At school, it is compulsory for all students to follow the science curriculum until the end of year 11, so everybody will be entered for the Trilogy Science GCSEs (2 GCSE grades based on an amalgamation of the 6 science exams taken in the summer of year 11). Some students will be given the opportunity to study for the Separate Sciences which is worth 3 GCSEs (GCSE Biology, GCSE Chemistry and GCSE Physics).
Pros and Cons:
PROS: You get to study a few more sub-topics in all three sciences and, although each of the 6 science exams in the summer of year 11 is 30 minutes longer, you still only get 6 exams. For this, you gain an extra GCSE.
CONS: The exams are longer, the content is more challenging and, as this is aimed at the top 10% of the country, the grade boundaries are usually higher. There is no requirement to take the separate sciences if you are planning to move onto sciences at college or even university, have a look at the entry requirements for colleges and universities of your choice. Finally, as we are timetabled to cover the Trilogy sciences in school, we are very unlikely to cover much of the extra topics in class, it will be dependent on your independent study, motivation and time management.
Cell biology: Culturing microorganisms and the practical on the effect of antibiotics on bacterial growth.
Infection & Response: Producing monoclonal antibodies and their use. Detection and identification of plant diseases. Plant defence responses.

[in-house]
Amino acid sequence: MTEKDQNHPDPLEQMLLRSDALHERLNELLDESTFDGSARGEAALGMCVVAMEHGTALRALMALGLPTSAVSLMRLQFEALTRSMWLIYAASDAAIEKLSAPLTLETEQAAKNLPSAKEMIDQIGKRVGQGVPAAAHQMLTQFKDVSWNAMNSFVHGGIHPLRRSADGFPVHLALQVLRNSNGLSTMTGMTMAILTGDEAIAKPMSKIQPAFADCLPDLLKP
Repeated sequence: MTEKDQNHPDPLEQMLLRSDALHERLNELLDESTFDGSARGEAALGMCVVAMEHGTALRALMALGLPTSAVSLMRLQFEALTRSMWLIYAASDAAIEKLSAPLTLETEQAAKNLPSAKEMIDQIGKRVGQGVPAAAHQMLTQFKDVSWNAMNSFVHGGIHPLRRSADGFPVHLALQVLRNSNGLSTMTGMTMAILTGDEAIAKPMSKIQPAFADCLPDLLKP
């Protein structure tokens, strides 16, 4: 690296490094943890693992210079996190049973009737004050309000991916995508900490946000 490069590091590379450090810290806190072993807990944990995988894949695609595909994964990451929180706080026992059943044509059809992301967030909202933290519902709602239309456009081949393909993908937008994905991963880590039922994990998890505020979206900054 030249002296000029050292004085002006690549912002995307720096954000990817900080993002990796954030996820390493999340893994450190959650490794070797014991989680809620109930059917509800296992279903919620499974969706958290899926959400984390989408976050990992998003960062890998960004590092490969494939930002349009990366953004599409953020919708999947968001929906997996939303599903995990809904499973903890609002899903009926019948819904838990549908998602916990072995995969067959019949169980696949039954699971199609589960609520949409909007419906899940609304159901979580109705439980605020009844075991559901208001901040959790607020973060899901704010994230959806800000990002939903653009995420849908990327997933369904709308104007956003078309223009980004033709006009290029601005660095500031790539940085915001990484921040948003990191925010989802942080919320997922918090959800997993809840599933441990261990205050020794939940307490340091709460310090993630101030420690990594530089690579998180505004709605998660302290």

Homeostasis & Response: The brain, the eye, how the body controls temperature. Maintaining water and nitrogen balance in the body. Plant hormones and their uses. Germination practical.
Inheritance, Variation & Evolution: Advantages and disadvantages of both sexual and asexual reproduction. The structure of DNA. Cloning, the theory of evolution, speciation, understanding of genetics.
Ecology: Decay practical. The impact of environmental change. Trophic levels, pyramids and biomass, transfer of biomass, factors affecting food security, farming techniques, sustainable fisheries, the role of biotechnology.
Atomic structure & the Periodic table: Typical properties of transition metals and compare with group 1.
Bonding, Structure & Properties: Size and uses of nanoparticles.
Quantitative Chemistry: Percentage yield, atom economy, concentrations in moldm-3, moles of gases by volume.
Chemical Changes: Practical – neutralisation
Energy Changes: Cells, batteries and Fuel Cells.
Organic Chemistry: Alkenes, Reactions on alkenes, Alcohols, Carboxylic acids, Additional polymerisation, Condensation polymerisation, Amino acids, DNA and other natural polymers.
Chemical Analysis: Flame tests, Metal hydroxides, sulfates, halides, Instrumental methods, flame emission spectroscopy. Practical identifying ions.
Using Resources: Corrosion and its prevention, alloys and uses, Ceramics, polymers and composites, The Haber process, Production of NPK fertilisers.
Energy: Practical on thermal insulation.
Electricity: Static charge and electric fields.
Particle Model of Matter: Pressure in gasses and increasing that pressure.
Atomic Structure: Background radiation, differing half lives, uses of nuclear radiation, nuclear fission and nuclear fusion.
Forces: Moments, levers and gears, changes in momentum.
Waves: Soundwaves, reflection of waves, waves for detection. Lenses and visible light. Practical – light. Emission and absorption of infrared radiation and the practical associated with it, perfect black bodies and radiation.
Magnetism: Loudspeakers, induced potential, uses of the generator, microphones and transformers.
Space Physics: (separate topic). Our solar system, life cycle of stars, orbital motion, natural and artificial satellites, red shift.